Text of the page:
Chuck Berry was a music legend, but he left behind another enduring legacy: His marriage of 68 years to Themetta “Toddy” Suggs.
At the time of the marriage, Berry was working as a janitor at a Fisher Body auto assembly plant. Berry and his wife were devoted to one another, and their marriage lasted as Berry found fame and became a rock ‘n’ roll legend. Theirs was one of the most enduring love stories in music.
According to ABC News, Berry died at the age of 90. Cause of death was not yet clear as the news broke.
Here’s what you need to know:
1. Berry & His Wife Spoke of Their Love & Devotion to Each Other
According to the book, Brown Eyed Handsome Man: The Life and Hard Times of Chuck Berry, both Chuck Berry and Suggs spoke about their enduring love for the other.
“We have had a wonderful marriage,” Themetta was quoted as saying after the couple had already passed their 38th anniversary mark. “We love each other as much as we did the day we met.”
Berry spoke about how he worked to “keep the home fires burning,” the book said.
He worked hard to support his young family, toiling in a factory, as a janitor in the apartment where he lived with his wife, and training as a beautician.
2. Berry Dedicated His Last Album to ‘Toddy’ & The Berrys’ Net Worth Was Placed at About $19 Million
Berry was born in St. Louis, Missouri in 1926 as Charles Edward Anderson.
Over the years, the music legend accumulated a fortune with his wife estimated at about $19 million, according to Celebrity Net Worth.
In October 2016, at the age of 90, he announced he was “releasing his first album in 38 years, a follow up to 1979’s ‘Rock It.’ The album, titled ‘Chuck,’ will be come out sometime in 2017 through Dualtone Records,” reported The Huffington Post.
“This record is dedicated to my beloved Toddy,” Berry said in a statement on his website. “My darlin’ I’m growing old! I’ve worked on this record for a long time. Now I can hang up my shoes!”
3. Berry & Themetta Had Four Children Together & Two of Them Were Involved in His Last Album
According to Celebrity Net Worth, Chuck Berry’s “private life has remained constant and peaceful since he married Themetta ‘Toddy’ Suggs in 1948.”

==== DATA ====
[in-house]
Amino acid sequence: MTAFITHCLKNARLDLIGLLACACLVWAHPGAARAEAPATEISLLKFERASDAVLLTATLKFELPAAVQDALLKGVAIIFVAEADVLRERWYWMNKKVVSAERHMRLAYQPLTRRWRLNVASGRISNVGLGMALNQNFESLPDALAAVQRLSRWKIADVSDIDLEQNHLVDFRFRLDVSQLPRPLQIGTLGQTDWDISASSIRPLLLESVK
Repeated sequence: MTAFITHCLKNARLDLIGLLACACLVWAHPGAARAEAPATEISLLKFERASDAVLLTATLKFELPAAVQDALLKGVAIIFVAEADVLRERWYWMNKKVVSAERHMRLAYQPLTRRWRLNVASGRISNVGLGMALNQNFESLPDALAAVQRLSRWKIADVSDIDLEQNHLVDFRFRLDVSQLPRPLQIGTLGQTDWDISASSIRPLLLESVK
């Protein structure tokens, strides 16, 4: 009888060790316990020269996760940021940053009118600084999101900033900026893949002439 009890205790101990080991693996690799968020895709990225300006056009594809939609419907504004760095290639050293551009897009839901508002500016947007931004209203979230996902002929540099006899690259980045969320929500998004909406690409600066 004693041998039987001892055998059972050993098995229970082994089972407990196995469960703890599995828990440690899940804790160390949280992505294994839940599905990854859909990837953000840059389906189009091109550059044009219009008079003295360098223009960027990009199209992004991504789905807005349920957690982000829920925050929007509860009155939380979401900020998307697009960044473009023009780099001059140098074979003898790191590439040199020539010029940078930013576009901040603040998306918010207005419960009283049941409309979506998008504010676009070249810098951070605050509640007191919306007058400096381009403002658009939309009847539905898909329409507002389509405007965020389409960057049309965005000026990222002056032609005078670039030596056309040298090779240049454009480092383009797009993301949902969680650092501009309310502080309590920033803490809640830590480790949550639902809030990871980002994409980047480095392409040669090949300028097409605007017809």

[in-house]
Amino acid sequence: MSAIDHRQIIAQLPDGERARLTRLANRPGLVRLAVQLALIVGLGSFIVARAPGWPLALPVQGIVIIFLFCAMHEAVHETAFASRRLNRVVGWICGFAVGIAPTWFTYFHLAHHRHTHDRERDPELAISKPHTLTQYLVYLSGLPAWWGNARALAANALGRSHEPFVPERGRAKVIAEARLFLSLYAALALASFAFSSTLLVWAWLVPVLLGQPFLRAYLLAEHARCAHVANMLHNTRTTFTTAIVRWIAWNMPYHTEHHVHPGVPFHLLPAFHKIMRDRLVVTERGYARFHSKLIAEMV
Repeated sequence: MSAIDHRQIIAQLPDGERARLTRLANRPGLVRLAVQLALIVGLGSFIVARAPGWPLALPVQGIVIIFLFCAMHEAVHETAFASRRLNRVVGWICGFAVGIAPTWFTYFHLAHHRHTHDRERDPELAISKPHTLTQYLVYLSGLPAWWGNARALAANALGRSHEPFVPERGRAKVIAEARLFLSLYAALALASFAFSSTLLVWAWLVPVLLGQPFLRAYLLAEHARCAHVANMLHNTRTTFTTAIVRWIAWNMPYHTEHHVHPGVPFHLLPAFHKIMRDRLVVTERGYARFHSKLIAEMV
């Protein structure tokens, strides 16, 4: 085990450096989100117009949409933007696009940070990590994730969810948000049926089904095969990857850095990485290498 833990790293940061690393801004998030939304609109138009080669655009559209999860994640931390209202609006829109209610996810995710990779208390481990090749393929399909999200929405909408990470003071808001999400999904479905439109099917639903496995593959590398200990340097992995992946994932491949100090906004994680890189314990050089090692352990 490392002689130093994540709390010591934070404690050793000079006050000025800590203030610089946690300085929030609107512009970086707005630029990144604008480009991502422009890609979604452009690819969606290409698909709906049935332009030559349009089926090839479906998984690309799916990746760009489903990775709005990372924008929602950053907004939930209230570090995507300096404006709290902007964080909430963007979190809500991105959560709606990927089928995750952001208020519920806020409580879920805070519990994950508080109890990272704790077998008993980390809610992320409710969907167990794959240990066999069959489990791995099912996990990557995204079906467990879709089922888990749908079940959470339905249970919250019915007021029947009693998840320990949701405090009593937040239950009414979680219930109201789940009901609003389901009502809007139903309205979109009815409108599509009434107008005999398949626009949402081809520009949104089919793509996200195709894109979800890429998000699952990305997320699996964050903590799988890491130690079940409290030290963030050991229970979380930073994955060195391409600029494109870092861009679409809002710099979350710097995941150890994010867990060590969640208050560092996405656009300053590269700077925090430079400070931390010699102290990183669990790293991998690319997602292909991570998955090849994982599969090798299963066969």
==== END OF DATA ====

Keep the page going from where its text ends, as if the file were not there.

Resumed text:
The site says they had four children: “Their first child Darlin Ingrid Berry was born in 1950, followed by Melody Exes Berry-Eskridge, Aloha Isa Lei Berry and Charles Edward Berry Jr.”
Charles Berry Jr. plays guitar on Berry’s new album and Ingrid Berry plays the harmonica, Chuck Berry wrote on his website.
“What an honor to be part of this new music,” Charles Berry Jr. said on the website. “The St. Louis band, or as dad called us ‘The Blueberry Hill Band,’ fell right into the groove and followed his lead. These songs cover the spectrum from hard driving rockers to soulful thought provoking time capsules of a life’s work.”
4. Berry Had Just Been Released From Prison When He Married Themetta & Soon Took up Guitar
Until Berry met Themetta, his life was rocked with turmoil.
According to Biography.com, “Berry served three years in the Intermediate Reformatory for Young Men outside of Jefferson, Missouri, before gaining release on good behavior on October 18, 1947, which was his 21st birthday.”
He married Themetta the following year. It wasn’t the end of troubles. In his autobiography, Berry recounted how Themetta had come to see him graduate inside the prison later on. As Deseret News puts it, in 1959, Berry “was convicted and sentenced to prison for human trafficking after his 14-year-old, hat-check-girl companion was arrested for investigation of prostitution.”
Themetta stuck by his side.
“When I finishes (sic) the credits and extra courses in business management and accounting I was ready for graduation.” he wrote. “My wife, Toddy, came to hear me deliver the valedictory speech and witness me receiving my diploma and extra certificates. One of the more pleasant memories, yet a bit sad, was that she wept as I was nearing the close of the valedictory address, causing me to stumble over some lines. Later she told me her sorrow was caused by the location of the occasion within the confines of a prison.”
However, he was also on track to a music career.
“He also took up the guitar again when, in 1951, his former high school classmate Tommy Stevens invited him to join his band. They played at local black nightclubs in St. Louis, and Berry quickly developed a reputation for his lively showmanship,” Biography.com says.
According to Deseret News, Berry started playing guitar in part to support his new family. He “developed into a guitarist in the early 1950s out of necessity. He was newly married and was working odd jobs,” the site reports.
5. Chuck Berry Was a Rock ‘N’ Roll Pioneer Who Influenced the Beatles & Many Others
Chuck Berry is one of music’s greats, known as a pioneer of a new sound: Rock ‘N’ Roll.
“Berry penned a great number of hits in the ‘50s and ‘60s like ‘Sweet Little Sixteen,’ ‘Roll Over Beethoven’ and ‘Rock and Roll Music’ that influenced generations of rock groups, including The Beatles,” The Huffington Post reported.
John Lennon famously said, “If you tried to give rock ‘n’ roll another name, you might call it ‘Chuck Berry,’” according to Huffington Post.
Read more about Chuck Berry’s family in Spanish at AhoraMismo.com: